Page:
DevSecOps: Seven Tips for DevOps Security

Written by Gilad David Maayan

How do you develop and release software fast and furiously but still keep it all secure? Here’s how to turn your DevOps shop into a DevSecOps shop.

The DevOps model makes the process of software development faster, more efficient and far more agile. But it doesn’t do much in the way of making security a top priority. That’s a problem, as the DevOps-supported need to deploy fast and furiously often is in direct contradiction with security concerns.

But all is not lost. Organizations can, in fact, achieve secure deployments. They just need to integrate security practices into the pipeline. That’s DevSecOps, in a nutshell. Here’s how to turn your DevOps shop into a security-first DevSecOps shop.

devops devsecops

But first, a word about DevOps

A DevOps environment encourages operations (ops) and development engineers (dev) to share common processes, tools and techniques throughout the software development lifecycle. DevOps is a software development approach that aims to create a highly collaborative and responsive relationship between development and IT operations.

The DevOps method is inspired by the agile methodology for software development. Agile methods focus on collaboration, continuous testing, and integration as a way to increase the velocity of delivering software. 

In the early stages of agile adoption, teams consisted almost exclusively of developers. That model later involved quality assurance (teams) to improve the efficiency of the development. DevOps streamlines development practices by implementing cross-functional teams. 

The DevOps cycle

IThe stages of the DevOps process function as a loop monitoring and refining every committed code until ready for deployment. The phases of the loop include:

  • Plan and code Developers write the code and commit it to a central repository with version control.
  • Create Tools fetch automatically the source code from the repository to package it into executable applications.
  • Verify The testing is performed automatically as soon as code is committed to the repository and across the pipeline.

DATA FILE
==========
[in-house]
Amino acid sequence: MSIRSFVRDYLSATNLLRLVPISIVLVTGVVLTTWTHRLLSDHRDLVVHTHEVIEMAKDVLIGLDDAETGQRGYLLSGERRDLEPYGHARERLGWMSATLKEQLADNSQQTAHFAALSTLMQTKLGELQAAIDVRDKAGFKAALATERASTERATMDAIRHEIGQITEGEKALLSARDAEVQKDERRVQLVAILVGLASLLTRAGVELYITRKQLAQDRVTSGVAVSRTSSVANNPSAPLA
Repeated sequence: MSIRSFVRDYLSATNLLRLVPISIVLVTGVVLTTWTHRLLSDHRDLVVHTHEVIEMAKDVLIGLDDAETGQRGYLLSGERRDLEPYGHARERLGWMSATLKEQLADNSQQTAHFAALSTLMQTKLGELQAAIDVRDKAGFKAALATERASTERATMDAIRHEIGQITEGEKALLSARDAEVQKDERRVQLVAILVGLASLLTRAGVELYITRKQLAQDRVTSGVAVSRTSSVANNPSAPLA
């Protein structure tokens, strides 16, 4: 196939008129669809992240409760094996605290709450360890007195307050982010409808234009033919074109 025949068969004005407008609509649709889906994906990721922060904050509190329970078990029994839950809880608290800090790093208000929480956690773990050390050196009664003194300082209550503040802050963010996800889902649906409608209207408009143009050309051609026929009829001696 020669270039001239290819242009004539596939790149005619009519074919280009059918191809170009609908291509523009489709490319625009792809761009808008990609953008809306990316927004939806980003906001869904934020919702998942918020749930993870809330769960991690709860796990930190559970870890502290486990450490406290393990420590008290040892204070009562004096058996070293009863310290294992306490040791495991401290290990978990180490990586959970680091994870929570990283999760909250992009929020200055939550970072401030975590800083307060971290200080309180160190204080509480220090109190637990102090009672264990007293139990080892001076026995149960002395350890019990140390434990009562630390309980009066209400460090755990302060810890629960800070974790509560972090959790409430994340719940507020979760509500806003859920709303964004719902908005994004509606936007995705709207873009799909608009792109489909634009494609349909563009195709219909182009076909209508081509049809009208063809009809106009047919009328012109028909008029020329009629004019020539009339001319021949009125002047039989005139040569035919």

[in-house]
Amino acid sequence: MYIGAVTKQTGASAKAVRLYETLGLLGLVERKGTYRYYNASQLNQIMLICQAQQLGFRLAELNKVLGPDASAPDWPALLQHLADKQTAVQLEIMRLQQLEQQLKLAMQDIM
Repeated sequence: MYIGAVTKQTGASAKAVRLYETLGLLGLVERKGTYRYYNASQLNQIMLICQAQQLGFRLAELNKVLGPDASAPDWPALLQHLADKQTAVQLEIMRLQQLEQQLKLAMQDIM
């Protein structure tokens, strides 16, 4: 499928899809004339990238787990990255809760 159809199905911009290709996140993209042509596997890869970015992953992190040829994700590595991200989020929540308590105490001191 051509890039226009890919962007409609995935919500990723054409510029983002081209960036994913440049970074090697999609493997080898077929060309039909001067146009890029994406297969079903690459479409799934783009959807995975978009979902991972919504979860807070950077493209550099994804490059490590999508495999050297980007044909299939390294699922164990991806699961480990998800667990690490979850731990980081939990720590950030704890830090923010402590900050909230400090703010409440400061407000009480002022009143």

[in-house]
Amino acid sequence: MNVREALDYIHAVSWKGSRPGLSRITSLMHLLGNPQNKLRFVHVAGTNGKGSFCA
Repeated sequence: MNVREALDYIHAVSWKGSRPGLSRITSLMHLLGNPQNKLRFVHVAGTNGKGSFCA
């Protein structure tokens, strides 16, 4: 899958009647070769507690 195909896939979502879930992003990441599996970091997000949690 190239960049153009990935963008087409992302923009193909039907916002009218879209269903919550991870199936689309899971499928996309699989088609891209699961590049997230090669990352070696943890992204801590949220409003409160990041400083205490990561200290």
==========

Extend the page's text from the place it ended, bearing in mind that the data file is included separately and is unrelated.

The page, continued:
• Deploy and configure Once the applications are tested, they are sent to operations to refine the configuration.
  • Monitor The application is continuously monitored. Every piece of code passes through the DevOps loop until ready for release. Throughout there is constant monitoring and feedback, information the team uses to update and refine the products.

Benefits of DevOps

Introducing a DevOps strategy provides benefits beyond the development process. Because organizations practicing DevOps spend less time on unplanned work and unnecessary revisions, teams are able to fix issues on the spot. Some of the other main benefits of implementing a DevOps model include:

  • Faster fixes Continuous feedback and testing enables DevOps teams to catch and fix flaws easier and faster.
  • Streamlined processes DevOps models use automation to streamline development and operations processes. 
  • Increased agility Continuous collaboration enables for fast development and delivery.
  • Cross-skilling DevOps teams are cross-functional, which allows engineers to learn common skills and tips from the other team members. 
  • Improved collaborationDevOps requires constant collaboration and communication between teams to ensure the efficiency of the IT department. 

Enter DevSecOps

DevOps security— DevSecOps — is the practice of safeguarding the DevOps environment by using practices, policies, tools, and processes. Ideally, security should be built-in across the software development lifecycle — from inception to maintenance.

DevOps security integrates the security team into DevOps. Including security practices and tools enables you to detect and respond quickly to security vulnerabilities and threats. This facilitates shorter development cycles and faster product releases while ensuring the production of secure code.

Challenges of DevOps Security

DevOps practices and tools often create particular security challenges. For instance, the focus on delivery speed sometimes leaves security teams in a mad rush as they try to catch up and perform security tests.